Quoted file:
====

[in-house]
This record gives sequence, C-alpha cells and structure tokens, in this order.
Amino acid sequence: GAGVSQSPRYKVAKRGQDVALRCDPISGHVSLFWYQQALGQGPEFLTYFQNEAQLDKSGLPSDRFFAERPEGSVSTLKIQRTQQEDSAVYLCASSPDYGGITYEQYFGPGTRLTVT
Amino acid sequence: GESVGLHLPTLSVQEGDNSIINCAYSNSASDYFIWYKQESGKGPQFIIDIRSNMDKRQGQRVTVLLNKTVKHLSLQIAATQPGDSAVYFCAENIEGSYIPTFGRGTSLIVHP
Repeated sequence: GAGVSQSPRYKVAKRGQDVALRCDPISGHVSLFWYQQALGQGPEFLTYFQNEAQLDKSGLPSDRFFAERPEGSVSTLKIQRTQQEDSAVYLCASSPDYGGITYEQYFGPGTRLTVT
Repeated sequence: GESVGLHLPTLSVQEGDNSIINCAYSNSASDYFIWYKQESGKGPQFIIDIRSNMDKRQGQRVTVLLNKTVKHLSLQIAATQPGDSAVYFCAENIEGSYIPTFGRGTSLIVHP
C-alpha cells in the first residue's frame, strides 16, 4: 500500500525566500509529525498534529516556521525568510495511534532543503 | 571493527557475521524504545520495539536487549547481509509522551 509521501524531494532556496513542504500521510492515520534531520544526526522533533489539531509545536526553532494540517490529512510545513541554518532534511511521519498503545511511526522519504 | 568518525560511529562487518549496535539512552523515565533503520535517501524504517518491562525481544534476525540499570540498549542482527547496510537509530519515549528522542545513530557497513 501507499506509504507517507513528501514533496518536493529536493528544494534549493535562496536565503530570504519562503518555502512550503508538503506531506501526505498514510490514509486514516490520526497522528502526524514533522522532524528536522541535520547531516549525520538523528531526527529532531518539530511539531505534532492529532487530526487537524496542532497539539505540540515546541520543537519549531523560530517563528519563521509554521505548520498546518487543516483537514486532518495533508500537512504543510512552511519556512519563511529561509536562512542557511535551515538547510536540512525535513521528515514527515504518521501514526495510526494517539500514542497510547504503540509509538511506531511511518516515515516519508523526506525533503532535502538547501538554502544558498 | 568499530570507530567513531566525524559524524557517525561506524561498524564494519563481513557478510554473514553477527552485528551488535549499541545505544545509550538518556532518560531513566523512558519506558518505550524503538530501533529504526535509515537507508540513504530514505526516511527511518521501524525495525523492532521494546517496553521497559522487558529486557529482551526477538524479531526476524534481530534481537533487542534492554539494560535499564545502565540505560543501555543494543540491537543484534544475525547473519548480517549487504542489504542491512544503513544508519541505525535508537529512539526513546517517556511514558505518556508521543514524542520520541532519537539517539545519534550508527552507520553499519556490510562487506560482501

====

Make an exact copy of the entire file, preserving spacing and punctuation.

[in-house]
This record gives sequence, C-alpha cells and structure tokens, in this order.
Amino acid sequence: GAGVSQSPRYKVAKRGQDVALRCDPISGHVSLFWYQQALGQGPEFLTYFQNEAQLDKSGLPSDRFFAERPEGSVSTLKIQRTQQEDSAVYLCASSPDYGGITYEQYFGPGTRLTVT
Amino acid sequence: GESVGLHLPTLSVQEGDNSIINCAYSNSASDYFIWYKQESGKGPQFIIDIRSNMDKRQGQRVTVLLNKTVKHLSLQIAATQPGDSAVYFCAENIEGSYIPTFGRGTSLIVHP
Repeated sequence: GAGVSQSPRYKVAKRGQDVALRCDPISGHVSLFWYQQALGQGPEFLTYFQNEAQLDKSGLPSDRFFAERPEGSVSTLKIQRTQQEDSAVYLCASSPDYGGITYEQYFGPGTRLTVT
Repeated sequence: GESVGLHLPTLSVQEGDNSIINCAYSNSASDYFIWYKQESGKGPQFIIDIRSNMDKRQGQRVTVLLNKTVKHLSLQIAATQPGDSAVYFCAENIEGSYIPTFGRGTSLIVHP
C-alpha cells in the first residue's frame, strides 16, 4: 500500500525566500509529525498534529516556521525568510495511534532543503 | 571493527557475521524504545520495539536487549547481509509522551 509521501524531494532556496513542504500521510492515520534531520544526526522533533489539531509545536526553532494540517490529512510545513541554518532534511511521519498503545511511526522519504 | 568518525560511529562487518549496535539512552523515565533503520535517501524504517518491562525481544534476525540499570540498549542482527547496510537509530519515549528522542545513530557497513 501507499506509504507517507513528501514533496518536493529536493528544494534549493535562496536565503530570504519562503518555502512550503508538503506531506501526505498514510490514509486514516490520526497522528502526524514533522522532524528536522541535520547531516549525520538523528531526527529532531518539530511539531505534532492529532487530526487537524496542532497539539505540540515546541520543537519549531523560530517563528519563521509554521505548520498546518487543516483537514486532518495533508500537512504543510512552511519556512519563511529561509536562512542557511535551515538547510536540512525535513521528515514527515504518521501514526495510526494517539500514542497510547504503540509509538511506531511511518516515515516519508523526506525533503532535502538547501538554502544558498 | 568499530570507530567513531566525524559524524557517525561506524561498524564494519563481513557478510554473514553477527552485528551488535549499541545505544545509550538518556532518560531513566523512558519506558518505550524503538530501533529504526535509515537507508540513504530514505526516511527511518521501524525495525523492532521494546517496553521497559522487558529486557529482551526477538524479531526476524534481530534481537533487542534492554539494560535499564545502565540505560543501555543494543540491537543484534544475525547473519548480517549487504542489504542491512544503513544508519541505525535508537529512539526513546517517556511514558505518556508521543514524542520520541532519537539517539545519534550508527552507520553499519556490510562487506560482501